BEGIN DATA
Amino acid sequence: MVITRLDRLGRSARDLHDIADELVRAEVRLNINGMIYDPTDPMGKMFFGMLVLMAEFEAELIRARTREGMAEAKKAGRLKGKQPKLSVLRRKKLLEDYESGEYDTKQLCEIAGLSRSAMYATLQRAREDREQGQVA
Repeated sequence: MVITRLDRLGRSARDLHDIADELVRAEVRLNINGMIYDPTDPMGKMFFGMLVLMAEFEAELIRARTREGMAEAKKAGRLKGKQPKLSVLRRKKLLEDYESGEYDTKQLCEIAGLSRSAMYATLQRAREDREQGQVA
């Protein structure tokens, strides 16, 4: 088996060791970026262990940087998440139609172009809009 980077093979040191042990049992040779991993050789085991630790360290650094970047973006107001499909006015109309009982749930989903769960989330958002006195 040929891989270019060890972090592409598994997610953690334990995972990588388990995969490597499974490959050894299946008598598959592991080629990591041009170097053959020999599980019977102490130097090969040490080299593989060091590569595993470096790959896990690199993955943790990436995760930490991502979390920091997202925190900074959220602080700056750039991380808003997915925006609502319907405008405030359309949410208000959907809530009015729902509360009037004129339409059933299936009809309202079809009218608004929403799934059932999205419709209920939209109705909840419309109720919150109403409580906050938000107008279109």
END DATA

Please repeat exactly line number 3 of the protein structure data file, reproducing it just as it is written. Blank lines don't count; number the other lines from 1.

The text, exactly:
């Protein structure tokens, strides 16, 4: 088996060791970026262990940087998440139609172009809009 980077093979040191042990049992040779991993050789085991630790360290650094970047973006107001499909006015109309009982749930989903769960989330958002006195 040929891989270019060890972090592409598994997610953690334990995972990588388990995969490597499974490959050894299946008598598959592991080629990591041009170097053959020999599980019977102490130097090969040490080299593989060091590569595993470096790959896990690199993955943790990436995760930490991502979390920091997202925190900074959220602080700056750039991380808003997915925006609502319907405008405030359309949410208000959907809530009015729902509360009037004129339409059933299936009809309202079809009218608004929403799934059932999205419709209920939209109705909840419309109720919150109403409580906050938000107008279109």